step back
mould lines

A friend of mine, a talented painter, disputed a suggestion that all forms, no matter how complex, can ultimately be constructed out of simple geometric shapes. I'd been introduced to this comforting idea in a free, online drawing class. As soon as I said it out loud, it sounded too good to be true.

At a London Underground station, somewhere on the Northern Line, on a wall facing the platform, damp has caused dark, fungal marks to grow in an approximation of human arms. In the middle of these 'arms' sits a lighter, oval space, potentially caused by some poster or signboard having been removed, revealing a temporary, unspoiled surface. This oval, in the context of the surrounding, anthropomorphic mould, looks, of course, like a head.

I waited for the train and traced the mushrooming complexity of this organic figure. Shades of muscle could be imagined where the damp had most firmly taken hold. The arms were uneven, bent into uncomfortable positions. Like all figures stretched out like awkward birds, this one could have been an attempt to figure Christ. How long will it last, I wonder. At some point it will be covered with a billboard, or scraped from the wall, pressure-hosed until nothing but spores remain.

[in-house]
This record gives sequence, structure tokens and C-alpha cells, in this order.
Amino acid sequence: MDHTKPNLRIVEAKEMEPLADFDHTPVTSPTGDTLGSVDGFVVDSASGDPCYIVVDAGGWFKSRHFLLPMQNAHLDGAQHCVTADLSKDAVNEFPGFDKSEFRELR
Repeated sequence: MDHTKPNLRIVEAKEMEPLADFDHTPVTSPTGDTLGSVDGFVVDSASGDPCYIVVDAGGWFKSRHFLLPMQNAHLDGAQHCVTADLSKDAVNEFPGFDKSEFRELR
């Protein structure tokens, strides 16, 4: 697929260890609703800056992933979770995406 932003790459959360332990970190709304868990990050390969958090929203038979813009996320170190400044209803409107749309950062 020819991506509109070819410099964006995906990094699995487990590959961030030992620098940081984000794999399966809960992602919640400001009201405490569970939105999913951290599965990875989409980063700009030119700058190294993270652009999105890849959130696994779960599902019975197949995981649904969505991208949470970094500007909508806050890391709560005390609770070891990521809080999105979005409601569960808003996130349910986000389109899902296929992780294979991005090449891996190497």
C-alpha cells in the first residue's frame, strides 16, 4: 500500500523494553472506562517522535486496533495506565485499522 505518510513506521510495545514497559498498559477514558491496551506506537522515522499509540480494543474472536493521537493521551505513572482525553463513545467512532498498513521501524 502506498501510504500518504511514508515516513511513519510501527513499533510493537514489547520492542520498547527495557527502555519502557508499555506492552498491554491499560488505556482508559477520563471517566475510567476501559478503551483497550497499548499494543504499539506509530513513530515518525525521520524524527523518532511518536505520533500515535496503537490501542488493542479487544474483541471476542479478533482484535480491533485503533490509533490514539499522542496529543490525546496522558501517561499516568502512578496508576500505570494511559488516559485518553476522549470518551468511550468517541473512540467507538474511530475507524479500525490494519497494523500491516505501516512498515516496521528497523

I bet these mouldy lines have given many people pleasure, or pause for thought, though I doubt many people will have spoken about them. Increasingly, I'm coming to suspect that anything you record deliberately - anything at all - is worth the recording. Worth is invested by the act of writing something down, just as framing invests a picture with significance.

But if someone had been standing there with me, I don't know if I would have pointed any of this out. I record it now, after I'm no longer there, because I want to be reminded, today and in the future, and because I want to share the experience. At the time, I was content to experience it alone. I can't even remember which station I was in. South of the river, I think.

Beneath this apparition, under the electric rail, was a pool of rust-brown mud. I couldn't work out where this water had come from. There was no obvious leaking from the roof. The rest of the track was filthy but dry. Perhaps tunnels this far down are always piercing the water table. Where does the water table start and end? Are we in it, above it, or below it? I don't understand how the earth works.

If I had to build that figure out of simple lines, I'd start with the head, or the vacant space that, in the midst of patchwork mould, makes us think of a head. Then, I'd trace the upper edges of the arms, although in the original there are no obvious edges. The form is suggested by vague contours of clots, riddling fronds, and bulbous off-shoots. It's the mind that draws the line, running from the featureless head all the way down to the lack of human hands.

Northern Line 160124